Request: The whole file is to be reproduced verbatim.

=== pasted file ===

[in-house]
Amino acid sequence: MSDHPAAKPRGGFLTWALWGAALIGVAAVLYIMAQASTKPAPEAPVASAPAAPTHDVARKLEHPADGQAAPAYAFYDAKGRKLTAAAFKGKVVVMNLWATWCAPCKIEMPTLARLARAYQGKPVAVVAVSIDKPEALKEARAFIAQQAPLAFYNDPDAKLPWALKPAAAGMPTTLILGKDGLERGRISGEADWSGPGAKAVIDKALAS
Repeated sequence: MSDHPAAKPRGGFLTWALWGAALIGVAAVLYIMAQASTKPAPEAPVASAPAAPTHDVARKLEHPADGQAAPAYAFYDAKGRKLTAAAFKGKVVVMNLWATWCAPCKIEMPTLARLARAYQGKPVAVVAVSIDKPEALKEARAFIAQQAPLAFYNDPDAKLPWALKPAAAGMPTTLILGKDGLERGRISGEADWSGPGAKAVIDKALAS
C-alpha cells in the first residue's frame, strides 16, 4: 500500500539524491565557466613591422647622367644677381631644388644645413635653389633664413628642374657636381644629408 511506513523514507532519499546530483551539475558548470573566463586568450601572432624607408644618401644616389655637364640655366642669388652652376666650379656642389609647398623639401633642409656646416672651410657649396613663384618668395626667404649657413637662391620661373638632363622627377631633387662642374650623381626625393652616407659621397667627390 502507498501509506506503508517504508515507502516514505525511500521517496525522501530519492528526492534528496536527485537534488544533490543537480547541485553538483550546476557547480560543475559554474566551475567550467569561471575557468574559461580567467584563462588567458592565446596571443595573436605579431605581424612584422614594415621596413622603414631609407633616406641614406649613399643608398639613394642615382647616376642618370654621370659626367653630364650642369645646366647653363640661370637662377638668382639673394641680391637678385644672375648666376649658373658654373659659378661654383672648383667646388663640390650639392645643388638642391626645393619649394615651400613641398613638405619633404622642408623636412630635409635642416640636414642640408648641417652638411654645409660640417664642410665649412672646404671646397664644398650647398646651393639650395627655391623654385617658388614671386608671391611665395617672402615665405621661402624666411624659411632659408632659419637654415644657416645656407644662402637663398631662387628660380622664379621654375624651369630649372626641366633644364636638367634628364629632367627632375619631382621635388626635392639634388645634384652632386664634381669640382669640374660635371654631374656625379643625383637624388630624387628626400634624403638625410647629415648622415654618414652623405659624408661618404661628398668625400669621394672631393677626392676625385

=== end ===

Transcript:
[in-house]
Amino acid sequence: MSDHPAAKPRGGFLTWALWGAALIGVAAVLYIMAQASTKPAPEAPVASAPAAPTHDVARKLEHPADGQAAPAYAFYDAKGRKLTAAAFKGKVVVMNLWATWCAPCKIEMPTLARLARAYQGKPVAVVAVSIDKPEALKEARAFIAQQAPLAFYNDPDAKLPWALKPAAAGMPTTLILGKDGLERGRISGEADWSGPGAKAVIDKALAS
Repeated sequence: MSDHPAAKPRGGFLTWALWGAALIGVAAVLYIMAQASTKPAPEAPVASAPAAPTHDVARKLEHPADGQAAPAYAFYDAKGRKLTAAAFKGKVVVMNLWATWCAPCKIEMPTLARLARAYQGKPVAVVAVSIDKPEALKEARAFIAQQAPLAFYNDPDAKLPWALKPAAAGMPTTLILGKDGLERGRISGEADWSGPGAKAVIDKALAS
C-alpha cells in the first residue's frame, strides 16, 4: 500500500539524491565557466613591422647622367644677381631644388644645413635653389633664413628642374657636381644629408 511506513523514507532519499546530483551539475558548470573566463586568450601572432624607408644618401644616389655637364640655366642669388652652376666650379656642389609647398623639401633642409656646416672651410657649396613663384618668395626667404649657413637662391620661373638632363622627377631633387662642374650623381626625393652616407659621397667627390 502507498501509506506503508517504508515507502516514505525511500521517496525522501530519492528526492534528496536527485537534488544533490543537480547541485553538483550546476557547480560543475559554474566551475567550467569561471575557468574559461580567467584563462588567458592565446596571443595573436605579431605581424612584422614594415621596413622603414631609407633616406641614406649613399643608398639613394642615382647616376642618370654621370659626367653630364650642369645646366647653363640661370637662377638668382639673394641680391637678385644672375648666376649658373658654373659659378661654383672648383667646388663640390650639392645643388638642391626645393619649394615651400613641398613638405619633404622642408623636412630635409635642416640636414642640408648641417652638411654645409660640417664642410665649412672646404671646397664644398650647398646651393639650395627655391623654385617658388614671386608671391611665395617672402615665405621661402624666411624659411632659408632659419637654415644657416645656407644662402637663398631662387628660380622664379621654375624651369630649372626641366633644364636638367634628364629632367627632375619631382621635388626635392639634388645634384652632386664634381669640382669640374660635371654631374656625379643625383637624388630624387628626400634624403638625410647629415648622415654618414652623405659624408661618404661628398668625400669621394672631393677626392676625385